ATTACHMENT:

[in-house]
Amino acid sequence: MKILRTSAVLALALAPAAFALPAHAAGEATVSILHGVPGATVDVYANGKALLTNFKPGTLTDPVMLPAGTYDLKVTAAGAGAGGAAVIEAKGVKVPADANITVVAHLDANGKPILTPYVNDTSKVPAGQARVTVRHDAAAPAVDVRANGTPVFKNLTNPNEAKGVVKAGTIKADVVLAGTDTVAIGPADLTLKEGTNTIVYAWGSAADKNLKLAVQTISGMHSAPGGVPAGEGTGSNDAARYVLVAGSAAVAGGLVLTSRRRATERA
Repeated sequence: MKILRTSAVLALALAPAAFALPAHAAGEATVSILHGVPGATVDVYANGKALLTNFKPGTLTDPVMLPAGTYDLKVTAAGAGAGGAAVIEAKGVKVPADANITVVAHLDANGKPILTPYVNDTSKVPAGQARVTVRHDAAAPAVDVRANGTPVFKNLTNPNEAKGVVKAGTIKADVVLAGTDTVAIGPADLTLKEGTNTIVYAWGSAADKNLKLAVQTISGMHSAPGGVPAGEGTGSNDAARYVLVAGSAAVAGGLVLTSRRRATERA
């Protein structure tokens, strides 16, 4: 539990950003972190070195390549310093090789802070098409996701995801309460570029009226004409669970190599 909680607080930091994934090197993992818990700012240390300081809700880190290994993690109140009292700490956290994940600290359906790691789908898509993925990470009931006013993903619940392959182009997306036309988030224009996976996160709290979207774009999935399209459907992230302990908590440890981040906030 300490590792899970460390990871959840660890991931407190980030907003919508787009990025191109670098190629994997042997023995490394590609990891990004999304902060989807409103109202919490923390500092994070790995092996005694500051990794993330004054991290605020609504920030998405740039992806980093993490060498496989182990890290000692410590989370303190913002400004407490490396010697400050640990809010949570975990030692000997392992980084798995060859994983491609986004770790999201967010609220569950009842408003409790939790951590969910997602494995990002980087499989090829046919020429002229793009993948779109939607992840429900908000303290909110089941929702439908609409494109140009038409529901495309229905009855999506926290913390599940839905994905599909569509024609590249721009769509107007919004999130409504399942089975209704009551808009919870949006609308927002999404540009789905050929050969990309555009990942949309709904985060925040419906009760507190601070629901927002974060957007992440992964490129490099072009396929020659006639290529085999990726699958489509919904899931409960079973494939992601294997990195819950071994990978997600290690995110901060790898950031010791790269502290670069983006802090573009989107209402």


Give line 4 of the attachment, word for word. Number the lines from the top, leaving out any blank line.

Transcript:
């Protein structure tokens, strides 16, 4: 539990950003972190070195390549310093090789802070098409996701995801309460570029009226004409669970190599 909680607080930091994934090197993992818990700012240390300081809700880190290994993690109140009292700490956290994940600290359906790691789908898509993925990470009931006013993903619940392959182009997306036309988030224009996976996160709290979207774009999935399209459907992230302990908590440890981040906030 300490590792899970460390990871959840660890991931407190980030907003919508787009990025191109670098190629994997042997023995490394590609990891990004999304902060989807409103109202919490923390500092994070790995092996005694500051990794993330004054991290605020609504920030998405740039992806980093993490060498496989182990890290000692410590989370303190913002400004407490490396010697400050640990809010949570975990030692000997392992980084798995060859994983491609986004770790999201967010609220569950009842408003409790939790951590969910997602494995990002980087499989090829046919020429002229793009993948779109939607992840429900908000303290909110089941929702439908609409494109140009038409529901495309229905009855999506926290913390599940839905994905599909569509024609590249721009769509107007919004999130409504399942089975209704009551808009919870949006609308927002999404540009789905050929050969990309555009990942949309709904985060925040419906009760507190601070629901927002974060957007992440992964490129490099072009396929020659006639290529085999990726699958489509919904899931409960079973494939992601294997990195819950071994990978997600290690995110901060790898950031010791790269502290670069983006802090573009989107209402």